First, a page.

“So what’s her name?” The bartender leans over the counter and wipes the condensation ring left behind by Antonio’s last Heineken. His name tag reads: “Joe.”
“Who?” Antonio asks absently. He hangs his head over his plate of home chips, hot out of the grease. He’s waited close to an hour for them—Mother Goose’s has never been known for its fast food service. In that time, he’s typed seven multimedia-long text messages to Elise, and deleted them all, knowing her response will be the same three words: “Fuck. You. Nigga.”
Coming here was a mistake. He’s not even drunk, but he feels the dizzying effects of a hangover coming. He’s cursed Elise out seven different times, but can’t muster up enough liquid courage to hit send. He knows he’ll lose Ryder if he does. Funny how he can lose someone he’s barely even had. He’s already missed Ryder’s first steps, his first words—or more specifically, his first babbles that could be construed into words.
Elise has stolen it all for herself, claiming title of both mother and father. A false superheroine, making feign sacrifices for the sake of the child she keeps captive. Baby mamas—they all have this I-can-do-bad-all-by-myself complex, like they deserve a trophy, a Nobel prize, for raising their own fucking kids. It’s not like you were forced to do it alone, bitch, he mumbles to himself. He’s here—he’s always been here—but she’d rather play victim than accept him back in her life, even if that means her son, her black son, will have the black father he needs to raise him right—not bitter and angry and hating him like his mother does.
“Her.” Joe nods toward the booths by the pool tables, and Antonio looks over his shoulder to see that Renee has joined Tash’s one-woman pity party, which is less pity than party now. A plate piled high with at least twenty hot wings sits between them. Tash goes in on—from the looks of the stripped clean bones stacked on the napkin by her elbow—her seventh one. Her shot glass has been replaced with a glass of water—probably took some convincing from Renee, everyone’s human conscience.
Tash doesn’t seem as depressed as she had when Antonio called Mitchell. Maybe she was only waiting for Renee. Mitchell could be on his way to crash a possible bachelorette party about to begin—Rita not far behind, coming to to light shit up with some trees. A party wasn’t live until Rita’s thug ass arrived.
“You’ve been watching her since you got here. Both of y’all looking at your phones, throwing back drinks. It’s pretty obvious,” Joe continues.
Antonio shakes his head—wrong girl. “That’s my friend’s fiancé.”
Joe shrugs and turns to the tap on the back wall, places a glass underneath. “She doesn’t look too thrilled to be getting married,” he yells over the television in front of him. “I say you still have a shot.” He hands the curved glass, cold brew foaming at the top, to a waitress who sits an orange slice on the rim and takes it to a table under a flat screen showing the Warriors game.
Antonio looks back toward Renee and Natasha’s table. Bartenders seem to have a sixth sense about reading people. They can tell a person’s fears, weaknesses, who they’re pining over as they take another shot. They can tell a person everything they’ve ever done from their choice of booze alone. Antonio bets, in this day, even Jesus could be a bartender. He did turn water to wine.
But the keep’s surely got this one wrong. Antonio will admit that maybe he had a thing for her back in college—she was definitely a sexy drunk—but Tash’s always been crazy about Mitchell. And if there’s anyone Mitchell could love more than Jesus Christ Himself—though Mitchell would flat deny this to ever be true—it would be Natasha. What could the bartender possibly have seen that would make him think she’d even be interested?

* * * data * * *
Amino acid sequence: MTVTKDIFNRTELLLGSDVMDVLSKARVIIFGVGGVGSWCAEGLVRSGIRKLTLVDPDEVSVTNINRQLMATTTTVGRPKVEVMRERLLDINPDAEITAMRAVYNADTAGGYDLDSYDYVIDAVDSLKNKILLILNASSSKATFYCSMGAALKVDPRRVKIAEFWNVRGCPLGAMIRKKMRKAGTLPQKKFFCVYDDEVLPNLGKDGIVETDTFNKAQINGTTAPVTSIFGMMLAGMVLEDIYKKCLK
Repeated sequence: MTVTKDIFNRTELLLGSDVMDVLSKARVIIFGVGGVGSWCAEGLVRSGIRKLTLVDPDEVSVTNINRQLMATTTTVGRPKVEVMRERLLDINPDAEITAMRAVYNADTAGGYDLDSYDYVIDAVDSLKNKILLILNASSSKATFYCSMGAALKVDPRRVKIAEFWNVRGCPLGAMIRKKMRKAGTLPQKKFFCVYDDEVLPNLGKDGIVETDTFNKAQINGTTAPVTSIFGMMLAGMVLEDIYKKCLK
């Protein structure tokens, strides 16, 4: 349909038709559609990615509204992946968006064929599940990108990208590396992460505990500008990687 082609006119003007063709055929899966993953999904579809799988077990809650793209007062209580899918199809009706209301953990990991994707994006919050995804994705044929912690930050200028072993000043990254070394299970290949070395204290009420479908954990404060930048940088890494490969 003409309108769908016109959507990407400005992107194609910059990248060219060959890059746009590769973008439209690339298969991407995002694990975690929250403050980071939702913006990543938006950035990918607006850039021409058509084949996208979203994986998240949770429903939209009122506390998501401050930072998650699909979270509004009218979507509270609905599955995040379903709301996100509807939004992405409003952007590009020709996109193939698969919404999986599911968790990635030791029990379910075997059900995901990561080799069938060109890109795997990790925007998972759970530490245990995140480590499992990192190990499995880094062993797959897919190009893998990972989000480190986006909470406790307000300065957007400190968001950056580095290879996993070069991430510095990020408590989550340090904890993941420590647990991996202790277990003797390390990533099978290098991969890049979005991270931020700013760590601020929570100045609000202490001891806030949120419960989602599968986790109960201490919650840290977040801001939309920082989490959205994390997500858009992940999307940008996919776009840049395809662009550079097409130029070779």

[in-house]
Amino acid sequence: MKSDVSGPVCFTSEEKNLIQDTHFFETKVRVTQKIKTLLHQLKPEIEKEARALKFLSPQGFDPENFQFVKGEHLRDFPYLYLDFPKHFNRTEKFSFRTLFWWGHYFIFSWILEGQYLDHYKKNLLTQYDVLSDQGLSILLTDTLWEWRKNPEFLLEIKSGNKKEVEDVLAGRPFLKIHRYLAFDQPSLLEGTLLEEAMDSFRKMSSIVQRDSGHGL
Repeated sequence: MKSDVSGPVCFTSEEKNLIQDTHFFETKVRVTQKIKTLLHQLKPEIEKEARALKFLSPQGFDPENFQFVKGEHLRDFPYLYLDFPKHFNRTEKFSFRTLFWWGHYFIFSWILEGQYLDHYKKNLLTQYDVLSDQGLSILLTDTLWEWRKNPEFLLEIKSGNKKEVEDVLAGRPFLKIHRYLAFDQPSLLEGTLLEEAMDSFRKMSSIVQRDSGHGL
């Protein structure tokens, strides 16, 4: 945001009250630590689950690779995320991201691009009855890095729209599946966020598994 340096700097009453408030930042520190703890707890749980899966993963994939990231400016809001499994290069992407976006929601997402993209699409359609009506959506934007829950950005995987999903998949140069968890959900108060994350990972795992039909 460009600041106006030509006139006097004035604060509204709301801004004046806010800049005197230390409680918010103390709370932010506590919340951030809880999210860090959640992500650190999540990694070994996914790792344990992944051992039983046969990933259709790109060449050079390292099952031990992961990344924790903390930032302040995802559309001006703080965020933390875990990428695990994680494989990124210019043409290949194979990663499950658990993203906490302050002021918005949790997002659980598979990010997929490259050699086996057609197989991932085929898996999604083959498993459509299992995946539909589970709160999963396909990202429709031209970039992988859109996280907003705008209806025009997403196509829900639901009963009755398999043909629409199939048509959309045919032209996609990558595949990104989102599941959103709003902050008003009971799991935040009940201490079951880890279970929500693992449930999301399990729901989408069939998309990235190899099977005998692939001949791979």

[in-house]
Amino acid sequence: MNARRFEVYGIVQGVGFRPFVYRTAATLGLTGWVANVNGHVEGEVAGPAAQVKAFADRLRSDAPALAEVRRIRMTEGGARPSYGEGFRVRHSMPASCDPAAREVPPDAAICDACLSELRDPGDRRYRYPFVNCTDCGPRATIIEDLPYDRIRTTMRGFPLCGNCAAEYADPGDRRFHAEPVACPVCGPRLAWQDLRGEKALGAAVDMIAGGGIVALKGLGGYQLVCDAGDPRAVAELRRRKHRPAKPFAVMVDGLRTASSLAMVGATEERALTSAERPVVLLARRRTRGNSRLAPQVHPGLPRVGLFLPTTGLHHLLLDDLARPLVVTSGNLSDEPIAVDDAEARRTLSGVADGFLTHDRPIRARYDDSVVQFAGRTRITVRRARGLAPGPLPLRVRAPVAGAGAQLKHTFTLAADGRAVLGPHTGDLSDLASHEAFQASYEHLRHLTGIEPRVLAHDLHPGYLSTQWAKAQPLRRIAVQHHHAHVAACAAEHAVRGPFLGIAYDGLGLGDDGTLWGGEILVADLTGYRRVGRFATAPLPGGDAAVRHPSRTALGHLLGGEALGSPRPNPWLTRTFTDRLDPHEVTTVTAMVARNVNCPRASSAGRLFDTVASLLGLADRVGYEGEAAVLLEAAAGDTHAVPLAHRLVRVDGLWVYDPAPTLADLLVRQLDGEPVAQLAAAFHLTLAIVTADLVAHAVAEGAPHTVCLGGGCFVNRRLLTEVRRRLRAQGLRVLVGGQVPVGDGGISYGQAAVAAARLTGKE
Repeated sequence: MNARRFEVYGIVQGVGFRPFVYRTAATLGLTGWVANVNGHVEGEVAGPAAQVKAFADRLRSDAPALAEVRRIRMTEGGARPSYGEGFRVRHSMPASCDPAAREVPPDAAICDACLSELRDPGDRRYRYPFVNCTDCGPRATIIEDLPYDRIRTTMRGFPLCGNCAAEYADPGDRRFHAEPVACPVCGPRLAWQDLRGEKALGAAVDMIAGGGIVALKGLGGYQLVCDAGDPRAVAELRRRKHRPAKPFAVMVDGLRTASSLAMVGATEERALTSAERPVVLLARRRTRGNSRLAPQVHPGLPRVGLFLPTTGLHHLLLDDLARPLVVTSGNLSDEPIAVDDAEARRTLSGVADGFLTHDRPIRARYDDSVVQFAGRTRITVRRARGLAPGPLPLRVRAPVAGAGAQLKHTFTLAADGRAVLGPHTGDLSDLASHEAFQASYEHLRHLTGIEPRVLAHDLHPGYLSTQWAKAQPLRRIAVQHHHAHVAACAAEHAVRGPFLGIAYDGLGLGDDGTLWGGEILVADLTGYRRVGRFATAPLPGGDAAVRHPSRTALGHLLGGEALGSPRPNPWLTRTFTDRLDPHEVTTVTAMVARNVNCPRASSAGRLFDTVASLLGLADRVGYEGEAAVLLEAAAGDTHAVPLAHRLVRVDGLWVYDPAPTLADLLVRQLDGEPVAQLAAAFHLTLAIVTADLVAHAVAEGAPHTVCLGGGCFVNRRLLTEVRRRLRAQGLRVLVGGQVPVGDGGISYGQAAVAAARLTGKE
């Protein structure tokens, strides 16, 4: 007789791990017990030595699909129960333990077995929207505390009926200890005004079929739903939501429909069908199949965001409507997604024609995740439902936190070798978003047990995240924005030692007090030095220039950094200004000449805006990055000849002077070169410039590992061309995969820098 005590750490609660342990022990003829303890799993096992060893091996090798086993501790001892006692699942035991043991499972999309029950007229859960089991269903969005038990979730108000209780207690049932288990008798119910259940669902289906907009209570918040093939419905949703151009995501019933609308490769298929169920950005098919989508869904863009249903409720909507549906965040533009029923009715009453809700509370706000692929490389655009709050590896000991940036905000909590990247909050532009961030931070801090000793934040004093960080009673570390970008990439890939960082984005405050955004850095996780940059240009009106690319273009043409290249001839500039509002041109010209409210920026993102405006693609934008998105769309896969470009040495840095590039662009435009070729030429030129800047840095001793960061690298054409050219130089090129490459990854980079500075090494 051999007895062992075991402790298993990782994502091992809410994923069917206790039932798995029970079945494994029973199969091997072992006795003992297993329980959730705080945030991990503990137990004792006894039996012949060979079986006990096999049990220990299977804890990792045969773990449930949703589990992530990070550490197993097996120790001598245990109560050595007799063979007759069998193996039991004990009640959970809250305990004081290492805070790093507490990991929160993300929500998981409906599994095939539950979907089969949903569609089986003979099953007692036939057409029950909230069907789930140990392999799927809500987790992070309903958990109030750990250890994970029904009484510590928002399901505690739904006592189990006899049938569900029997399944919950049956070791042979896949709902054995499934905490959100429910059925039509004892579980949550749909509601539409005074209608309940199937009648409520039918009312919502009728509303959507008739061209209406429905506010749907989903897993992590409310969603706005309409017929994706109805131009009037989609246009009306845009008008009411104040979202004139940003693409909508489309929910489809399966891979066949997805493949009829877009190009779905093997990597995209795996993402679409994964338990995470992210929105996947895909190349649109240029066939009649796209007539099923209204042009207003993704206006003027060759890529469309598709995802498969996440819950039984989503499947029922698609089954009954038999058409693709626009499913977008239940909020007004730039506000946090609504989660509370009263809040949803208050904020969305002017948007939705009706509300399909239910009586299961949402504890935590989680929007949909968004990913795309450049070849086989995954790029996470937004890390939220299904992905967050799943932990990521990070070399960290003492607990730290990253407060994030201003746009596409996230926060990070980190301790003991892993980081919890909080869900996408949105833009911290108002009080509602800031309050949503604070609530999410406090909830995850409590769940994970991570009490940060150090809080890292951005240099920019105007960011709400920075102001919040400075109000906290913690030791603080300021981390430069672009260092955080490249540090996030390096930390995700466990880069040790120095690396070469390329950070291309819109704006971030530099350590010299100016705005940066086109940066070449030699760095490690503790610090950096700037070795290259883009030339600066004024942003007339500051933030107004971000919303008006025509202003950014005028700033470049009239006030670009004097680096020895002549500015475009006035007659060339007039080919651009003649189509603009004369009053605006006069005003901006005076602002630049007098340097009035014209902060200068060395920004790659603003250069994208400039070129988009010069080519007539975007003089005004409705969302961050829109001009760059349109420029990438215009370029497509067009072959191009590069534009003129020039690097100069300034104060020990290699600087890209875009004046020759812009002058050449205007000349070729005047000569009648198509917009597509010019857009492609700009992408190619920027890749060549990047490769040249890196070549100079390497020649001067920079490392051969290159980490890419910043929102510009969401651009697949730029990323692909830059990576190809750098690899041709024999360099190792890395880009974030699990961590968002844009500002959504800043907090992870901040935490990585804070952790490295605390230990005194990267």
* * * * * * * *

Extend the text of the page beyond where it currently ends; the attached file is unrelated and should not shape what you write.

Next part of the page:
He thinks back to his phone call with Mitchell, how Mitchell sounded like he’d just finished a sprint when he finally answered the phone, nearly out of breath, yelling Natasha’s name like a sudden gust of wind. Still, Tash looks fine now. Maybe it was just a little lovers’ spat—cold feet before the wedding.
Joe approaches the counter, wiping his hands on the apron tied at his waist. “When’s the big day?” he asks.
“Damn,” he says, and Antonio looks at him, trying to decipher from his eyes if that comment was surprise at a holiday wedding, or an apology to him for it being so soon.
“Look man,” Joe says, “I’m not here to break up any friendships or ruin any marriages. And I know all too well what it’s like to get dumped on Christmas Eve. That ‘Last Christmas, I gave you my heart . . .’ song still gets to me this time of year.”
“Hmmm,” Antonio grunts.
“But chick is hot.” he shakes his head. “If I were you—”
A hand suddenly slams down on Antonio’s shoulder, and he jerks back. Mitchell stares at him, his coat askew—buttons fastened in the wrong holes—his eyes red, either from crying or lack of sleep. He runs his hand over the tiny balls of naps in his hair that he hasn’t brushed, then quickly shoves his hands in his pockets, as if a mental mirror has just appeared and he sees how awful he looks.
“Hey bruh, you ok?” Antonio asks shakily. He turns to Joe and discretely shifts his eyes toward Renee and Natasha’s table. Joe nods and offers a draft list to Mitchell.
He waves it off. “I don’t drink.” Then to Antonio, “Where is she?”
Antonio spins around in the stool to face the booth by the door, where Renee and Natasha are already watching, frozen in mid-feast of hot wings. Mitchell storms over.
“Mitchell, wait!” Antonio calls after him. He wrestles his wallet out of his back pocket, puts two twenties down on the counter, and slides them across to the bartender. “Uh, just keep the change.”
“Thanks, man. Aye, remember what I said.” He points to Natasha.
“You got it wrong, bruh,” Antonio says as he follows Mitchell to the booth, and then again, quietly to himself, “You got it wrong.”